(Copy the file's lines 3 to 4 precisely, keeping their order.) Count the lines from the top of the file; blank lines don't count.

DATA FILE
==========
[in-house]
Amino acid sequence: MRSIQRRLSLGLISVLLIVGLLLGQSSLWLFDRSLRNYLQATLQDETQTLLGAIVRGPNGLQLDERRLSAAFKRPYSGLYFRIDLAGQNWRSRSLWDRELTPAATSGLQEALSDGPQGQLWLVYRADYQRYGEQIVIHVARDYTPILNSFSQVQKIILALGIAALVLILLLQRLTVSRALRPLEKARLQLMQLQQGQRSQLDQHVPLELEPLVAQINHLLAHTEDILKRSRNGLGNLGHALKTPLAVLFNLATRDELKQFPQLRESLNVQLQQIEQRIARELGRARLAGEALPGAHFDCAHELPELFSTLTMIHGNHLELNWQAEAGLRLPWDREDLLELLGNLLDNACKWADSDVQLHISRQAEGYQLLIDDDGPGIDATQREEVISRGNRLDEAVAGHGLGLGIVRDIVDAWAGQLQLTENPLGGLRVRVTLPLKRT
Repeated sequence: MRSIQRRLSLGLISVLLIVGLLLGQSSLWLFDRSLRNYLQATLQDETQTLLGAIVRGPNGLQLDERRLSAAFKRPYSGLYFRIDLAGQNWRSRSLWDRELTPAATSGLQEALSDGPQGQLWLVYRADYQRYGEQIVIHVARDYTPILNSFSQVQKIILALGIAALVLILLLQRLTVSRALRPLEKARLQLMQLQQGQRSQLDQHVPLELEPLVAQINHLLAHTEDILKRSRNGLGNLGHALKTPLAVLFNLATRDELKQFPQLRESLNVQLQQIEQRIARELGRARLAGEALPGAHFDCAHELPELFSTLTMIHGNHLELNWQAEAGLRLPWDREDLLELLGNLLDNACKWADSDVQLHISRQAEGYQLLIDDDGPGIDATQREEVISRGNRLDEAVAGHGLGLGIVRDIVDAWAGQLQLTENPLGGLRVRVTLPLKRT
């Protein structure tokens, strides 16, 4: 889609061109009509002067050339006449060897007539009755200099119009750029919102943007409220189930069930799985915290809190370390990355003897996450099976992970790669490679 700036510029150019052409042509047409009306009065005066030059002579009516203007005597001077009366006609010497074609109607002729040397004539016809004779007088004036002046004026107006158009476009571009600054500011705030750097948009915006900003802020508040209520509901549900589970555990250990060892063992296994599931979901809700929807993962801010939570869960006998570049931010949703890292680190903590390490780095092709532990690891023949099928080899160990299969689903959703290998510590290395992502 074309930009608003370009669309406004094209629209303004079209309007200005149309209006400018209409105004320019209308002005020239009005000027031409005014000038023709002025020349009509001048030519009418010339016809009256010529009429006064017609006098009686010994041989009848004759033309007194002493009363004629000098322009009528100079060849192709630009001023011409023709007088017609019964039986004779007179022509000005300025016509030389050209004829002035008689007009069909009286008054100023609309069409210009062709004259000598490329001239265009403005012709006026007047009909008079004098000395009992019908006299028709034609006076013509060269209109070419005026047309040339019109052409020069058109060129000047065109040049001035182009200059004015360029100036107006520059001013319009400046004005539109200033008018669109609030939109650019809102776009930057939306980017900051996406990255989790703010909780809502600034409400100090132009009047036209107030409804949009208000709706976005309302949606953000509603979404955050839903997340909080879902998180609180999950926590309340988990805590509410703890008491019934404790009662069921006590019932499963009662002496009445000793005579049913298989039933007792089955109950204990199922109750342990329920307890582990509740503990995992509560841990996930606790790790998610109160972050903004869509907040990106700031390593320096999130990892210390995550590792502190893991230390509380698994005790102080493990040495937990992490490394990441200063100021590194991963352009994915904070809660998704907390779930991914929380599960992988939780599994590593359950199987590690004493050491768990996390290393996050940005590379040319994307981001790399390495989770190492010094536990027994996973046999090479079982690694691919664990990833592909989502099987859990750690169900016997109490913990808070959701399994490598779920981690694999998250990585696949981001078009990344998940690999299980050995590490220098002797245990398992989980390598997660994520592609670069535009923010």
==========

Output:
Repeated sequence: MRSIQRRLSLGLISVLLIVGLLLGQSSLWLFDRSLRNYLQATLQDETQTLLGAIVRGPNGLQLDERRLSAAFKRPYSGLYFRIDLAGQNWRSRSLWDRELTPAATSGLQEALSDGPQGQLWLVYRADYQRYGEQIVIHVARDYTPILNSFSQVQKIILALGIAALVLILLLQRLTVSRALRPLEKARLQLMQLQQGQRSQLDQHVPLELEPLVAQINHLLAHTEDILKRSRNGLGNLGHALKTPLAVLFNLATRDELKQFPQLRESLNVQLQQIEQRIARELGRARLAGEALPGAHFDCAHELPELFSTLTMIHGNHLELNWQAEAGLRLPWDREDLLELLGNLLDNACKWADSDVQLHISRQAEGYQLLIDDDGPGIDATQREEVISRGNRLDEAVAGHGLGLGIVRDIVDAWAGQLQLTENPLGGLRVRVTLPLKRT
């Protein structure tokens, strides 16, 4: 889609061109009509002067050339006449060897007539009755200099119009750029919102943007409220189930069930799985915290809190370390990355003897996450099976992970790669490679 700036510029150019052409042509047409009306009065005066030059002579009516203007005597001077009366006609010497074609109607002729040397004539016809004779007088004036002046004026107006158009476009571009600054500011705030750097948009915006900003802020508040209520509901549900589970555990250990060892063992296994599931979901809700929807993962801010939570869960006998570049931010949703890292680190903590390490780095092709532990690891023949099928080899160990299969689903959703290998510590290395992502 074309930009608003370009669309406004094209629209303004079209309007200005149309209006400018209409105004320019209308002005020239009005000027031409005014000038023709002025020349009509001048030519009418010339016809009256010529009429006064017609006098009686010994041989009848004759033309007194002493009363004629000098322009009528100079060849192709630009001023011409023709007088017609019964039986004779007179022509000005300025016509030389050209004829002035008689007009069909009286008054100023609309069409210009062709004259000598490329001239265009403005012709006026007047009909008079004098000395009992019908006299028709034609006076013509060269209109070419005026047309040339019109052409020069058109060129000047065109040049001035182009200059004015360029100036107006520059001013319009400046004005539109200033008018669109609030939109650019809102776009930057939306980017900051996406990255989790703010909780809502600034409400100090132009009047036209107030409804949009208000709706976005309302949606953000509603979404955050839903997340909080879902998180609180999950926590309340988990805590509410703890008491019934404790009662069921006590019932499963009662002496009445000793005579049913298989039933007792089955109950204990199922109750342990329920307890582990509740503990995992509560841990996930606790790790998610109160972050903004869509907040990106700031390593320096999130990892210390995550590792502190893991230390509380698994005790102080493990040495937990992490490394990441200063100021590194991963352009994915904070809660998704907390779930991914929380599960992988939780599994590593359950199987590690004493050491768990996390290393996050940005590379040319994307981001790399390495989770190492010094536990027994996973046999090479079982690694691919664990990833592909989502099987859990750690169900016997109490913990808070959701399994490598779920981690694999998250990585696949981001078009990344998940690999299980050995590490220098002797245990398992989980390598997660994520592609670069535009923010």